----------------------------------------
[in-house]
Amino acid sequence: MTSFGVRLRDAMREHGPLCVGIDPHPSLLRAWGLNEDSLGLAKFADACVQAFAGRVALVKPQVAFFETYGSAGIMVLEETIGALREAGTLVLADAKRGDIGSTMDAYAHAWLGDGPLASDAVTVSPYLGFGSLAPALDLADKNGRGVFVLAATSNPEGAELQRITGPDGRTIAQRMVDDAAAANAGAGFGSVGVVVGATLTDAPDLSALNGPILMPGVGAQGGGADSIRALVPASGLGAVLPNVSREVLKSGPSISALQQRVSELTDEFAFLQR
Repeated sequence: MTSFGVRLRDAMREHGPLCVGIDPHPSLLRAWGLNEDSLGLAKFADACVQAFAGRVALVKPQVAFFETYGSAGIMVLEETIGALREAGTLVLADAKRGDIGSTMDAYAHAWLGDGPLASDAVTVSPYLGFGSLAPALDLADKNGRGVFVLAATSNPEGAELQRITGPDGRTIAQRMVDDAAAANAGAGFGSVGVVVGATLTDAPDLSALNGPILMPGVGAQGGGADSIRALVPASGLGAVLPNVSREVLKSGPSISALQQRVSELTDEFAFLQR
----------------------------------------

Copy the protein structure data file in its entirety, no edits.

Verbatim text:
[in-house]
Amino acid sequence: MTSFGVRLRDAMREHGPLCVGIDPHPSLLRAWGLNEDSLGLAKFADACVQAFAGRVALVKPQVAFFETYGSAGIMVLEETIGALREAGTLVLADAKRGDIGSTMDAYAHAWLGDGPLASDAVTVSPYLGFGSLAPALDLADKNGRGVFVLAATSNPEGAELQRITGPDGRTIAQRMVDDAAAANAGAGFGSVGVVVGATLTDAPDLSALNGPILMPGVGAQGGGADSIRALVPASGLGAVLPNVSREVLKSGPSISALQQRVSELTDEFAFLQR
Repeated sequence: MTSFGVRLRDAMREHGPLCVGIDPHPSLLRAWGLNEDSLGLAKFADACVQAFAGRVALVKPQVAFFETYGSAGIMVLEETIGALREAGTLVLADAKRGDIGSTMDAYAHAWLGDGPLASDAVTVSPYLGFGSLAPALDLADKNGRGVFVLAATSNPEGAELQRITGPDGRTIAQRMVDDAAAANAGAGFGSVGVVVGATLTDAPDLSALNGPILMPGVGAQGGGADSIRALVPASGLGAVLPNVSREVLKSGPSISALQQRVSELTDEFAFLQR